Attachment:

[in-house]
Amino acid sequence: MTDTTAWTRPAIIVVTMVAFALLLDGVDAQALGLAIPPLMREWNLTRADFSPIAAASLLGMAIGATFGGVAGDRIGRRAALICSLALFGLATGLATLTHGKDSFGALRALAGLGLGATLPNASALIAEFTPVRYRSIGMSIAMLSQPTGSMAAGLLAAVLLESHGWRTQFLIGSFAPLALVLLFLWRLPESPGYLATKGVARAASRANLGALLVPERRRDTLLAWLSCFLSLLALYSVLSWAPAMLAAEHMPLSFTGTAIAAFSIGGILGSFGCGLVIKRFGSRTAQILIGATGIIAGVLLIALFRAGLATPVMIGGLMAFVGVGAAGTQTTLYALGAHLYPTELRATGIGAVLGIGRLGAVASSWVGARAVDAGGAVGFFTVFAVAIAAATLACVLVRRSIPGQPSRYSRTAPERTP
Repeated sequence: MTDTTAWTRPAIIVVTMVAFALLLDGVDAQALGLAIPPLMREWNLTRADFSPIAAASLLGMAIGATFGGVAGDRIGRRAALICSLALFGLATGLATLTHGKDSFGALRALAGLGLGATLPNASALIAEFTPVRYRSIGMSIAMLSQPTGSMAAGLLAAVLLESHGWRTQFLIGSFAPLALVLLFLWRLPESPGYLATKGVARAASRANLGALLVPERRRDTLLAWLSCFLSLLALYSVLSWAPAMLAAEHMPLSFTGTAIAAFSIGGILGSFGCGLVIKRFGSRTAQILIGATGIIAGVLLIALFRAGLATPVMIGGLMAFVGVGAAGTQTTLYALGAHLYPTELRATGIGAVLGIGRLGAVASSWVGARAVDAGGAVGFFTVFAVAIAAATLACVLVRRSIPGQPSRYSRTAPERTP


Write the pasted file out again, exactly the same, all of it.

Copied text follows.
[in-house]
Amino acid sequence: MTDTTAWTRPAIIVVTMVAFALLLDGVDAQALGLAIPPLMREWNLTRADFSPIAAASLLGMAIGATFGGVAGDRIGRRAALICSLALFGLATGLATLTHGKDSFGALRALAGLGLGATLPNASALIAEFTPVRYRSIGMSIAMLSQPTGSMAAGLLAAVLLESHGWRTQFLIGSFAPLALVLLFLWRLPESPGYLATKGVARAASRANLGALLVPERRRDTLLAWLSCFLSLLALYSVLSWAPAMLAAEHMPLSFTGTAIAAFSIGGILGSFGCGLVIKRFGSRTAQILIGATGIIAGVLLIALFRAGLATPVMIGGLMAFVGVGAAGTQTTLYALGAHLYPTELRATGIGAVLGIGRLGAVASSWVGARAVDAGGAVGFFTVFAVAIAAATLACVLVRRSIPGQPSRYSRTAPERTP
Repeated sequence: MTDTTAWTRPAIIVVTMVAFALLLDGVDAQALGLAIPPLMREWNLTRADFSPIAAASLLGMAIGATFGGVAGDRIGRRAALICSLALFGLATGLATLTHGKDSFGALRALAGLGLGATLPNASALIAEFTPVRYRSIGMSIAMLSQPTGSMAAGLLAAVLLESHGWRTQFLIGSFAPLALVLLFLWRLPESPGYLATKGVARAASRANLGALLVPERRRDTLLAWLSCFLSLLALYSVLSWAPAMLAAEHMPLSFTGTAIAAFSIGGILGSFGCGLVIKRFGSRTAQILIGATGIIAGVLLIALFRAGLATPVMIGGLMAFVGVGAAGTQTTLYALGAHLYPTELRATGIGAVLGIGRLGAVASSWVGARAVDAGGAVGFFTVFAVAIAAATLACVLVRRSIPGQPSRYSRTAPERTP